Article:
Alpine Huts

This region of our country has several well-known huts, some of which date back to early grazing periods. By visiting these huts, you can get a sense of the conditions experienced by early settlers.

Long Plain Hut

Located near Yorkie’s Creek, Long Plain Hut offers great shade and protection from the heat. It was built in 1916 and used as a dance hall, with a piano and drinks brought over from the Rules Point Hotel. During the winter months of the 1930s, it was used by rabbit trappers. There is a drop toilet and picnic tables for day visitors, but that is all. In the early evening, you may be joined by eastern grey kangaroos or wild brumbies quietly grazing and drinking from the creek.

Coolamine Homestead

The Coolamine Homestead is situated between the Cooleman Mountain and Blue Waterholes campgrounds, along the Blue Waterholes trail.

The Snowy Mountain Homestead is set in a stunning landscape of grassland and snow gums. The homestead consists of a number of buildings from the late 1800s, showcasing different styles of architecture. Step inside and you’ll discover the high country heritage of the Snowy Mountains, and get a taste of what life was like in this remote environment.

The main residence at Coolamine Homestead, Campbell House, is lined with old newspapers. You can take your time to read news stories from the early to mid 1900s, As you explore the homestead site, imagine the sounds of cattle being mustered and the sights of hidden treasures.

After taking in the stunning views, relax on the veranda or go for a walk down to Blue Waterholes and its gorge. Listen to the wind rushing through the snow gums as you enjoy the peaceful surroundings.

Cooinbil Hut

Cooinbil Hut is a historical reminder of how early 1900s pastoralists used to live on the high country plains of Kosciuszko National Park. The hut overlooks treeless Long Plain and the headwaters of Murrumbidgee River, and is now the central feature of Cooinbil Hut campground, which is open to the public.

This campground has plenty of activities to keep you busy, like walking, fishing at nearby streams, setting up a picnic, and exploring local heritage sites. If you’re looking for a little more excitement, you can bring your mountain bike and go for a heart-racing ride through the grassy woods.

Snow gums and rare flowering plants surround the campground. Gang-gang cockatoos and crimson rosellas can be found all year round, so remember to pack your binoculars for a spot of birdwatching.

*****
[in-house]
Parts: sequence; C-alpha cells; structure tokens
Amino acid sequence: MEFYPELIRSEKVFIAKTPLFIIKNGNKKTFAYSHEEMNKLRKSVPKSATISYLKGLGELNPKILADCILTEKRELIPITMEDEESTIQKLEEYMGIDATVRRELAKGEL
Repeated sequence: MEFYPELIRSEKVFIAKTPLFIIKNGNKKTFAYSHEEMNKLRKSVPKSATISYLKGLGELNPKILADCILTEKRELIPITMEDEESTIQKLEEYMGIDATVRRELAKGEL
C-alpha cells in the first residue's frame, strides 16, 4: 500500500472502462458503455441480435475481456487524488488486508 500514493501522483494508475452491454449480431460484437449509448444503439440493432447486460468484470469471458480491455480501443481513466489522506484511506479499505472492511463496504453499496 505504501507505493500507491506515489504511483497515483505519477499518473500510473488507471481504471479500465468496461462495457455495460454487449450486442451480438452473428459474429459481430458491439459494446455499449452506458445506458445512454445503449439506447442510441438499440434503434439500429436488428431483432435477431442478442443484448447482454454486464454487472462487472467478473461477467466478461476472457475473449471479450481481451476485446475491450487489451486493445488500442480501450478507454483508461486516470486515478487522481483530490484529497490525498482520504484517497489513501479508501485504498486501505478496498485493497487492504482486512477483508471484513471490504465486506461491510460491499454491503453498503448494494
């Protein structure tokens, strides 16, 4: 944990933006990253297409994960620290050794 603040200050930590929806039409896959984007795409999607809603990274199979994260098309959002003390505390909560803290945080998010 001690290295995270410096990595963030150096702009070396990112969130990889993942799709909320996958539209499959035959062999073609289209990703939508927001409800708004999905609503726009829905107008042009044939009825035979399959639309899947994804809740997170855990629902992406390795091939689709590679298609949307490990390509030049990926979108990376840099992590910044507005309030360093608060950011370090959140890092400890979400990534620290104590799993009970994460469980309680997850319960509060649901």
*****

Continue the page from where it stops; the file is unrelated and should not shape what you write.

Oldfields Hut

Oldfields was originally built in 1925 by Jack Pheney for the Oldfield family. The Wards hut, which was previously built nearby for the family in 1920, was replaced by Oldfields.

Oldfields is a classic hut that is popular among walkers for its perfect positioning and construction style. It is also considered to have exceptional value from both a heritage and recreational viewpoint.

It is an easy walk from the gate on the Tantangara Dam road to the path, except for those coming from Orroral Valley or elsewhere in the ACT.

Brayshaws Hut

This small hut was built in 1903 out of wood, and it had two rooms and a verandah. It’s believed that Ted Brayshaw, a noted bush carpenter, built it for his brother David Brayshaw. David was a bachelor who lived in the hut until he died from injuries in 1931 after falling off his horse. There’s a stone cairn in the park that marks the spot where his body was found two days after his death.

There was a second building behind this hut prior to 1931, which may have been occupied by the teacher hired by local families to teach at the Tin Dish school nearby.

After David’s death, his nephew and niece lived in the hut until 1935. They added wallpaper and whitewash to make it more homey. Later on, they added extra bedrooms, a laundry room, and a bathroom. These additions have since been removed, and the hut is pretty much how it was between 1903 and 1931.

Indigenous culture

The Tumut region is home to the Wiradjuri and Walgalu people, who have a rich and varied culture. The NSW Office of Environment and Heritage has published a booklet that tells the stories of nine Indigenous women from the Brungle and Tumut valleys. This is a great resource for anyone interested in learning more about the culture of the local Indigenous people.

If you want to learn more about Aboriginal culture, consider joining one of the Wiradjuri Wonders Aboriginal Discovery Tours. You can learn about bush tucker, hunting and gathering, arts and crafts, and the Dreamtime.

Kosciuszko Huts Association
Learn more at the Kosciuszko Huts Association –